*Note* - It is unknown as to when this story was written, but was
passed to this researcher by Grace Awilda (Howard) Rose. It is in
reference to David Charles Howard, his wife Etta Mae Turner, and their
protect the privacy of living individuals, their year of birth has
been removed from this article.
Life in Beaver
As told by: Hattie (Shenks) Howard
David Charles Howard and Etta Mae Turner were married April 20, 1904,
which was Etta's' nineteenth birthday. Since David Charles, known
as Charley since his dad carried the name of David, was a man at twenty-three
years of age, he could file for land. They filed on 160 acres four
miles northwest of Logan. It was there they proceeded to build a home.
First a wood shack; probably a 12 foot by 14 foot, which they lived
in until enough sod could be turned to build an adjoining room of
sod. This was completed by October 27, 1906, when their first child,
a daughter, was born. This sod house became the birth place of eleven
of their twelve children. As their family grew an additional room
was added. This one, known as a dug out, was made by digging a large
hole in the ground, making a cement floor and walls, with a cement
slab on the top for a roof and ceiling. At first their wood shack
had only a dirt floor. As they prospered a floor was added.
Furniture was made of table and benches. A wood heater was made of
a tin barrel. Which was made of a fifty gallon drum, standing upright,
with a lid, hinges, and a stove pipe behind it. A wheat drill wheel
was installed near the bottom for a grate. A wood cook stove was purchased
with four lids and a reservoir on the back to heat water. Beds were
made of straw ticks.
Ed Howard got a well drilling device and drilled wells for the families,
which was eventually operated by a wind mill. Fuel for heat and cooking
was not too plentiful. Sometimes a large tree could be purchased for
five dollars. Then the father took the sons and a cross-cut saw in
a wagon, and went out for a day of wood cutting. After falling a tree
and sawing it in chunks, it was split, loaded on the wagon, and moved
to the wood pile near the house. When wood was scarce the family was
called on to pick up cow chips. With a crew on each side of the wagon,
it was soon loaded and delivered to a large pile near the house, for
As the family grew, so did the horses and cows, hogs and chickens,
supplying food for the family. Monroe was born March 8, 1908; Walter
Jan 26, 1910; Chester Charles Dec 26, 1911; Virgil Jan 20, 1914. Then
came the twins, Irma and Herman May 3, 1916. Helen was born on July
18 - about the time the men registered for the Army during World War
I. Mable was born February 4, and Zelpha Molene Nov 14, 1922.
Zelpha lived only two weeks, and was buried in a home made casket
near the home of Christopher Howard. A cemetery was on the corner
of their land. Ed Howard built the casket, and she was kept in the
corner of the sod house over night, until burial the next day. Sarah
'Sis' Lindsey, carried the casket on her lap in the back seat of a
car that was used as a Hurse. Just a few short months later, on Jan
31, Steven Duane was born.
Charley, had bought more cattle and horses to provide for his large
family. He rented another 160 acres across the road, making 320 acres.
He farmed wheat and rowed feed. He milked cows, as many as 8 or 10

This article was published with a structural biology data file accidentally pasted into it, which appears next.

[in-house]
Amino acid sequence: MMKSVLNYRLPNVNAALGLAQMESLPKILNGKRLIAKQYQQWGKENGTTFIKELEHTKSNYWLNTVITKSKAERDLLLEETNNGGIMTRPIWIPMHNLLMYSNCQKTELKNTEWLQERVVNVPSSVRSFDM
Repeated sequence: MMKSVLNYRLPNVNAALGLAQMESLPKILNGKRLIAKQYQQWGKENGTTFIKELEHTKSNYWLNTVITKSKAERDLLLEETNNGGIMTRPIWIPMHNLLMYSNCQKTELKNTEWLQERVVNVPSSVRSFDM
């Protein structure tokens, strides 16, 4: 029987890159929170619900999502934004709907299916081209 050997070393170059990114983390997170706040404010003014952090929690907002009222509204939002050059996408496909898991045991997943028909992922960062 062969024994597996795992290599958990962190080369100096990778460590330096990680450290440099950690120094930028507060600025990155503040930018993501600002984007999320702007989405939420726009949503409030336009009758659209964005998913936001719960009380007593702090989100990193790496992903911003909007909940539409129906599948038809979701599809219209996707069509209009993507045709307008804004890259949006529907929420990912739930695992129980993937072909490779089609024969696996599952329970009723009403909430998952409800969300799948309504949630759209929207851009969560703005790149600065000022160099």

at a time. They separated the milk in a old cream separator, feeding
milk to the young calves, hogs, etc. The cream was churned into butter,
hens laid eggs; and also provided fresh fryers for the family table.
It took a lot to feed this large family.
On July 20, their oldest daughter was married to Conrad Ferguson,
and made their home with them. The first Granddaughter, Myrtle, was
born June 1. David Charles borrowed money from the bank at Fallett,
Texas, from Art Kinkade, the banker. The home was mortgaged, and hard
days of depression, with crop failures and hard times, prevented the
payment of his bills. The bank foreclosed and this family began moving
out of Beaver County.
With 2 wagons, 4 horses (2 teams), and 3 cows, they moved to Dewey
County, stopping for a few days with his sister, Belle Simpson, and
her family, until he could rent a place. The cows were moved by Ed,
who owned a truck. Chester and Virgil went with him. Monroe and Walter
helped their Dad drive the wagons, (including one covered wagon).
Conard and Juanita then owned a car, so they moved the rest of the
family in it. This move only lasted a short while. It was hard to
start over. Their machinery had been left in Beaver County.
Rabbits and squirrels were hunted for meals, and. when spring came,
there were greens and sheep sarrel for pies. Food for so many was
hard to find. The Howard family was saddened when Grandpa and Grandma
Howard's health failed. They left the Farm and moved to Sulfer, Oklahoma
for their health. However, after 45 years of marriage, in 1921 Helen
Howard died. David married again, but he too died in 1923. Ed became
the administrator, and Charley gained permission to move into the
grandpa's old home place. It was here that Charley and Etta's youngest
child, a daughter, Grace Awilda was born on Aug 12, 1926. She was
the 12th and only one of their children not to be born in the old
Charley and Monroe got jobs harvesting wheat, and followed the machine
into Texas. A part of their wages were paid off with a Ford car. How
modern they felt. Very soon, their family was moved again, to the
Jim O'Neal place. This was a large 2 story house with a barn and a
hog shed. Here they raised a lot of hogs, made a garden, and raised
food for the table. There was a cellar for canned food and provisions.
The older boys secured jobs with other farmers. Conrad and Juanita
moved to Lavern, where he carried mail from Lavern to Logan.
Soon a new career began, when Charley, his son, and Chester, got a
job on the Katy Railroad. They moved into the section house in Lavern.
It was here that Walter found Pearl, and they were married.